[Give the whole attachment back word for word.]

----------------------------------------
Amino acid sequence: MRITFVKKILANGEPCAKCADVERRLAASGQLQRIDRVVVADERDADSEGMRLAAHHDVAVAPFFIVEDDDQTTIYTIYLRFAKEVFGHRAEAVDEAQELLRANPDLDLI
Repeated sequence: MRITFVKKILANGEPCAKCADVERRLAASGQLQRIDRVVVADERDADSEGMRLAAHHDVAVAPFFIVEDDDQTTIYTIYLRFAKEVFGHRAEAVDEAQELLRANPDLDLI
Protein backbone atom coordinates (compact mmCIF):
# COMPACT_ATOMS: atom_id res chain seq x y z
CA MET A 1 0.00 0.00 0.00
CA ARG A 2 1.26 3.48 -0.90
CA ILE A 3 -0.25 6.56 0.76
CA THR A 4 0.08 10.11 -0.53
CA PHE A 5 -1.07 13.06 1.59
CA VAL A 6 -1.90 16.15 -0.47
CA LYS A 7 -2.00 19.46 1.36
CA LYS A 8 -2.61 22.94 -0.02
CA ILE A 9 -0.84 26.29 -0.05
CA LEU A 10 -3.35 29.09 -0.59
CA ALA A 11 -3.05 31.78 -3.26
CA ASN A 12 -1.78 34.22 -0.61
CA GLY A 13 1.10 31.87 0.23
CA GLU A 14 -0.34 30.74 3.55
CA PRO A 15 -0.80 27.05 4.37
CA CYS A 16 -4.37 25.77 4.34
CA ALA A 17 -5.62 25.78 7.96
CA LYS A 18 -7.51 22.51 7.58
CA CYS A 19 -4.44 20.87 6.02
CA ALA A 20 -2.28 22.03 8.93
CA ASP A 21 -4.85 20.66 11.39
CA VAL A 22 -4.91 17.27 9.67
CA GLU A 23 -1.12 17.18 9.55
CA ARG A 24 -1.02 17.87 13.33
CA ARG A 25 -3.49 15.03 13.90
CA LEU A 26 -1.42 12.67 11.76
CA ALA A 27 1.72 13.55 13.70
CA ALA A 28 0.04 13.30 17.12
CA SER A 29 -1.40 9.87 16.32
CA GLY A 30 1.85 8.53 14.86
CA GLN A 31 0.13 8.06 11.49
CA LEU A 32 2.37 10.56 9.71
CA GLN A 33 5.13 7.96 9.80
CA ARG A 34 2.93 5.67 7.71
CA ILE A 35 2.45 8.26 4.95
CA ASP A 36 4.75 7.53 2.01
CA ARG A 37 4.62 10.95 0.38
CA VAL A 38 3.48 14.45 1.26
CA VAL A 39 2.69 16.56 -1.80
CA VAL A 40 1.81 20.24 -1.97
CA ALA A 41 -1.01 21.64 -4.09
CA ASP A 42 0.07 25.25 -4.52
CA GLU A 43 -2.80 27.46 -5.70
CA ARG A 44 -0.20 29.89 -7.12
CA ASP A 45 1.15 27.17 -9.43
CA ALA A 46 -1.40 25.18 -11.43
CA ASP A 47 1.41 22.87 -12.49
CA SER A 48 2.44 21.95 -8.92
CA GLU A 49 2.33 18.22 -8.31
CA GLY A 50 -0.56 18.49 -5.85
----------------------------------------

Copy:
Amino acid sequence: MRITFVKKILANGEPCAKCADVERRLAASGQLQRIDRVVVADERDADSEGMRLAAHHDVAVAPFFIVEDDDQTTIYTIYLRFAKEVFGHRAEAVDEAQELLRANPDLDLI
Repeated sequence: MRITFVKKILANGEPCAKCADVERRLAASGQLQRIDRVVVADERDADSEGMRLAAHHDVAVAPFFIVEDDDQTTIYTIYLRFAKEVFGHRAEAVDEAQELLRANPDLDLI
Protein backbone atom coordinates (compact mmCIF):
# COMPACT_ATOMS: atom_id res chain seq x y z
CA MET A 1 0.00 0.00 0.00
CA ARG A 2 1.26 3.48 -0.90
CA ILE A 3 -0.25 6.56 0.76
CA THR A 4 0.08 10.11 -0.53
CA PHE A 5 -1.07 13.06 1.59
CA VAL A 6 -1.90 16.15 -0.47
CA LYS A 7 -2.00 19.46 1.36
CA LYS A 8 -2.61 22.94 -0.02
CA ILE A 9 -0.84 26.29 -0.05
CA LEU A 10 -3.35 29.09 -0.59
CA ALA A 11 -3.05 31.78 -3.26
CA ASN A 12 -1.78 34.22 -0.61
CA GLY A 13 1.10 31.87 0.23
CA GLU A 14 -0.34 30.74 3.55
CA PRO A 15 -0.80 27.05 4.37
CA CYS A 16 -4.37 25.77 4.34
CA ALA A 17 -5.62 25.78 7.96
CA LYS A 18 -7.51 22.51 7.58
CA CYS A 19 -4.44 20.87 6.02
CA ALA A 20 -2.28 22.03 8.93
CA ASP A 21 -4.85 20.66 11.39
CA VAL A 22 -4.91 17.27 9.67
CA GLU A 23 -1.12 17.18 9.55
CA ARG A 24 -1.02 17.87 13.33
CA ARG A 25 -3.49 15.03 13.90
CA LEU A 26 -1.42 12.67 11.76
CA ALA A 27 1.72 13.55 13.70
CA ALA A 28 0.04 13.30 17.12
CA SER A 29 -1.40 9.87 16.32
CA GLY A 30 1.85 8.53 14.86
CA GLN A 31 0.13 8.06 11.49
CA LEU A 32 2.37 10.56 9.71
CA GLN A 33 5.13 7.96 9.80
CA ARG A 34 2.93 5.67 7.71
CA ILE A 35 2.45 8.26 4.95
CA ASP A 36 4.75 7.53 2.01
CA ARG A 37 4.62 10.95 0.38
CA VAL A 38 3.48 14.45 1.26
CA VAL A 39 2.69 16.56 -1.80
CA VAL A 40 1.81 20.24 -1.97
CA ALA A 41 -1.01 21.64 -4.09
CA ASP A 42 0.07 25.25 -4.52
CA GLU A 43 -2.80 27.46 -5.70
CA ARG A 44 -0.20 29.89 -7.12
CA ASP A 45 1.15 27.17 -9.43
CA ALA A 46 -1.40 25.18 -11.43
CA ASP A 47 1.41 22.87 -12.49
CA SER A 48 2.44 21.95 -8.92
CA GLU A 49 2.33 18.22 -8.31
CA GLY A 50 -0.56 18.49 -5.85